NEU Research

Professor George Jelinek is Head of the Neuroepidemiology Unit (NEU) within the Melbourne School of Population and Global Health at the University of Melbourne.

The NEU’s charter is to investigate the modifiable lifestyle risk factors that predict the progression of MS with a view to refining a preventive medicine approach to management of the disease.

The view from OMS: three-year STOP-MS study results

By OMSWebEditor on June 7, 2018

Dr Jonathan White gives his view on the three-year follow up results of the STOP-MS study which aims to investigate whether people with MS who attend lifestyle retreats, show improvement in symptoms after adapting their lifestyles.

The lead researcher’s view: Are people living healthier three years after an OMS retreat?

By OMSWebEditor on June 7, 2018

A new research paper from the Neuroepidemiology Unit (NEU) at the University of Melbourne aimed to investigate whether people with MS who have attended a lifestyle retreat are leading healthier lives three years later.

Vote For George Jelinek & NEU Team In Battle Of The Labs!

By Admin on May 2, 2018

Professor George Jelinek and the team at the NEU are competing in this year’s ‘Battle of the Labs’, and they need your vote!

“Genuine Hope” – Experiences of partners of people with MS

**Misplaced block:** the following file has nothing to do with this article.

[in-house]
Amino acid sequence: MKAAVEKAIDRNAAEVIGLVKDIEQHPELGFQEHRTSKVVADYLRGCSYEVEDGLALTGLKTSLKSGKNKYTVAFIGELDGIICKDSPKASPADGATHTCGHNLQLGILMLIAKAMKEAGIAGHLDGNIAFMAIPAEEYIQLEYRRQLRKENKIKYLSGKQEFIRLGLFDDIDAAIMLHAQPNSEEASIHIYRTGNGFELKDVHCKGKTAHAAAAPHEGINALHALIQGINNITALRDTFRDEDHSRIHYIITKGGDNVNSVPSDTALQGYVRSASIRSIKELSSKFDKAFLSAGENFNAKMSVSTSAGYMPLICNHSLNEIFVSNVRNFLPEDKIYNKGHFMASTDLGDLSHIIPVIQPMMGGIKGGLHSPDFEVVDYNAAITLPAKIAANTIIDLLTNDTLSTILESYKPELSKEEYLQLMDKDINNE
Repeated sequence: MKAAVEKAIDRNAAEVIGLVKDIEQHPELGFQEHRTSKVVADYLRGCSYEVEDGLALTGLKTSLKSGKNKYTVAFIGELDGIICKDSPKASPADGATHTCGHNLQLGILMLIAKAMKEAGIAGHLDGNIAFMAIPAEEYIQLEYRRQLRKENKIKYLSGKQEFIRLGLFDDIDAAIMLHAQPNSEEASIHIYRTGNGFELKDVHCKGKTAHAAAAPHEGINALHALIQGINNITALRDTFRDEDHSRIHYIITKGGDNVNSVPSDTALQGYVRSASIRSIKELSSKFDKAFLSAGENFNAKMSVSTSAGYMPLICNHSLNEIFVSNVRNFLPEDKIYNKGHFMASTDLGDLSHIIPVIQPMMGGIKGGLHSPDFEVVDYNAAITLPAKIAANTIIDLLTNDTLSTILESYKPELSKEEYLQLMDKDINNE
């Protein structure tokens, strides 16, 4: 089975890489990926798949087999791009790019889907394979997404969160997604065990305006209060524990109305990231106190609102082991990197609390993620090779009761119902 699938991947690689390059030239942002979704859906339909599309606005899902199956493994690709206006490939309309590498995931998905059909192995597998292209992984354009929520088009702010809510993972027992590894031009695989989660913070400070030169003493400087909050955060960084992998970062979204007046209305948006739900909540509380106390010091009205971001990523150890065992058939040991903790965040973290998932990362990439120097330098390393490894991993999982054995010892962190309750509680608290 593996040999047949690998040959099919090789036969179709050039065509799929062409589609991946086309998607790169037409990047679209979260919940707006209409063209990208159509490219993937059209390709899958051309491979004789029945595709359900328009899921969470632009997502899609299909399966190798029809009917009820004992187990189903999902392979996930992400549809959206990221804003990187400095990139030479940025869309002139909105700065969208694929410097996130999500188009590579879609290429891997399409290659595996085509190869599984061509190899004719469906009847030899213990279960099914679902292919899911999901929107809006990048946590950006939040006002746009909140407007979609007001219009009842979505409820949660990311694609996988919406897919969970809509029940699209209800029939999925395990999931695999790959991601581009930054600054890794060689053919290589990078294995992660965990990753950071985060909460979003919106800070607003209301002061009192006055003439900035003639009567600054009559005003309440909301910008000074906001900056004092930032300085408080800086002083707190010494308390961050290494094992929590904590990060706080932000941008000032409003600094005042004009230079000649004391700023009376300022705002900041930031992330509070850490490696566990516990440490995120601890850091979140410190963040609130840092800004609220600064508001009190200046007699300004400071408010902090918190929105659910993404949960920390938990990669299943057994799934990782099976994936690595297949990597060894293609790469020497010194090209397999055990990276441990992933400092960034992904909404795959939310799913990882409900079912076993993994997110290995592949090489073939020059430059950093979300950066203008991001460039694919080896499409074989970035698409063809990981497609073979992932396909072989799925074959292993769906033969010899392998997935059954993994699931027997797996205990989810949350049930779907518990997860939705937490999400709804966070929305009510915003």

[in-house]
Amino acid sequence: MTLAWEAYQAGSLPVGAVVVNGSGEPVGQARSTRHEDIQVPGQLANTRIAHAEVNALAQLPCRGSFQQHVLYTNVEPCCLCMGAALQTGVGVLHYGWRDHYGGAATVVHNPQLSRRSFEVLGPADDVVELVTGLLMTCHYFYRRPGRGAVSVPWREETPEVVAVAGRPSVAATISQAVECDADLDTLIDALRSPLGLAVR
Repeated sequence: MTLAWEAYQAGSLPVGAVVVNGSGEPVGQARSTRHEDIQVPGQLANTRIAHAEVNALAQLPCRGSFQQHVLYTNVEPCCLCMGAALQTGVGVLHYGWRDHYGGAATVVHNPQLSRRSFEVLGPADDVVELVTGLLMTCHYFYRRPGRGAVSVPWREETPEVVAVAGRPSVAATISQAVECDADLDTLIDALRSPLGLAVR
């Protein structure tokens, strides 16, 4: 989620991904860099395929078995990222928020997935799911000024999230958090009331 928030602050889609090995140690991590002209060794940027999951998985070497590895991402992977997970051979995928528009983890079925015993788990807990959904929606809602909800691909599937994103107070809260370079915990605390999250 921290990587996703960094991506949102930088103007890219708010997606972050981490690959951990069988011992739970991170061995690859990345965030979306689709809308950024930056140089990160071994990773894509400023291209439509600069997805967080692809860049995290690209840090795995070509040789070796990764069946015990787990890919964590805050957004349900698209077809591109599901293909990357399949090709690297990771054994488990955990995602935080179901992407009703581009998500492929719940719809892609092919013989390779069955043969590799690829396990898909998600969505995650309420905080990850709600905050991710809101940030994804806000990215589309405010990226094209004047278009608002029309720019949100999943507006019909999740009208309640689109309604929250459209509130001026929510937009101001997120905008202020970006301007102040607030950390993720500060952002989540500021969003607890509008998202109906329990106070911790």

By Admin on January 31, 2018

A new NEU research paper examines the role and experience of partners of people with MS.

From the Professor’s Desk: gaining power over pain

By Associate Professor Tracey Weiland on September 19, 2017

Substantial pain is a major problem for many with MS. Affecting between 30-85% of people with MS, it can be headache, back or musculoskeletal pain, neuropathic pain, or may accompany spasms or spasticity.

From the Professor’s Desk: Australasians in the HOLISM study healthier than those in North America or Europe

By Web Editor on July 3, 2017

Ever wondered if there are differences between countries in how people with MS fare? At the Neuroepidemiology Unit (NEU) in the Melbourne School of Population and Global Health at the University of Melbourne, we were pondering this question.